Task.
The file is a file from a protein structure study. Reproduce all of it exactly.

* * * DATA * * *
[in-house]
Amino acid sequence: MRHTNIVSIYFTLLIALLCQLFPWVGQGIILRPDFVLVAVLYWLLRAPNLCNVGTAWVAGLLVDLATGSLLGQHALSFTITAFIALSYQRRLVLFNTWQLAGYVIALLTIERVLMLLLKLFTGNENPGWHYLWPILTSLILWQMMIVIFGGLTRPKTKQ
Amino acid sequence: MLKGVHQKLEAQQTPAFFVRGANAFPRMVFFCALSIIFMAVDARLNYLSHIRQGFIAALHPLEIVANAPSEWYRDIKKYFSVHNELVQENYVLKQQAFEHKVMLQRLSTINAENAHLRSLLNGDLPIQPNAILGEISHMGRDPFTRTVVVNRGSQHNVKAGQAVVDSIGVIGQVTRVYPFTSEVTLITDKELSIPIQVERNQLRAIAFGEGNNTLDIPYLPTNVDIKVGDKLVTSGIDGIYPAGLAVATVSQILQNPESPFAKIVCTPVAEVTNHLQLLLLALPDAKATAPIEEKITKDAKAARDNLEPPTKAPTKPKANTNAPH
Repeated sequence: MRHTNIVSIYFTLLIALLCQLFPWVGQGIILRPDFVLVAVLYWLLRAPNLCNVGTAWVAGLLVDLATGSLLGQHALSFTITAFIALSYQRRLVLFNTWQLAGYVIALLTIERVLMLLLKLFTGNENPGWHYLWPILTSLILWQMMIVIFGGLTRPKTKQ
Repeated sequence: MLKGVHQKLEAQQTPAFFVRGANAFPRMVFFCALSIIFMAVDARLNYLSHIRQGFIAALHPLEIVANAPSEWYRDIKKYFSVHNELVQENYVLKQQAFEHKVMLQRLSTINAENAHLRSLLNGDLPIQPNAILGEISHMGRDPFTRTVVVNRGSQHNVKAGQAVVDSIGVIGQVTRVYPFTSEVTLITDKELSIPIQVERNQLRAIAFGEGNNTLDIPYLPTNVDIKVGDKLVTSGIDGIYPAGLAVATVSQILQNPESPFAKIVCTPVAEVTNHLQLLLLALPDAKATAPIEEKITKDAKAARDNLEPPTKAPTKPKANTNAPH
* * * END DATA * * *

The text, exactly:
[in-house]
Amino acid sequence: MRHTNIVSIYFTLLIALLCQLFPWVGQGIILRPDFVLVAVLYWLLRAPNLCNVGTAWVAGLLVDLATGSLLGQHALSFTITAFIALSYQRRLVLFNTWQLAGYVIALLTIERVLMLLLKLFTGNENPGWHYLWPILTSLILWQMMIVIFGGLTRPKTKQ
Amino acid sequence: MLKGVHQKLEAQQTPAFFVRGANAFPRMVFFCALSIIFMAVDARLNYLSHIRQGFIAALHPLEIVANAPSEWYRDIKKYFSVHNELVQENYVLKQQAFEHKVMLQRLSTINAENAHLRSLLNGDLPIQPNAILGEISHMGRDPFTRTVVVNRGSQHNVKAGQAVVDSIGVIGQVTRVYPFTSEVTLITDKELSIPIQVERNQLRAIAFGEGNNTLDIPYLPTNVDIKVGDKLVTSGIDGIYPAGLAVATVSQILQNPESPFAKIVCTPVAEVTNHLQLLLLALPDAKATAPIEEKITKDAKAARDNLEPPTKAPTKPKANTNAPH
Repeated sequence: MRHTNIVSIYFTLLIALLCQLFPWVGQGIILRPDFVLVAVLYWLLRAPNLCNVGTAWVAGLLVDLATGSLLGQHALSFTITAFIALSYQRRLVLFNTWQLAGYVIALLTIERVLMLLLKLFTGNENPGWHYLWPILTSLILWQMMIVIFGGLTRPKTKQ
Repeated sequence: MLKGVHQKLEAQQTPAFFVRGANAFPRMVFFCALSIIFMAVDARLNYLSHIRQGFIAALHPLEIVANAPSEWYRDIKKYFSVHNELVQENYVLKQQAFEHKVMLQRLSTINAENAHLRSLLNGDLPIQPNAILGEISHMGRDPFTRTVVVNRGSQHNVKAGQAVVDSIGVIGQVTRVYPFTSEVTLITDKELSIPIQVERNQLRAIAFGEGNNTLDIPYLPTNVDIKVGDKLVTSGIDGIYPAGLAVATVSQILQNPESPFAKIVCTPVAEVTNHLQLLLLALPDAKATAPIEEKITKDAKAARDNLEPPTKAPTKPKANTNAPH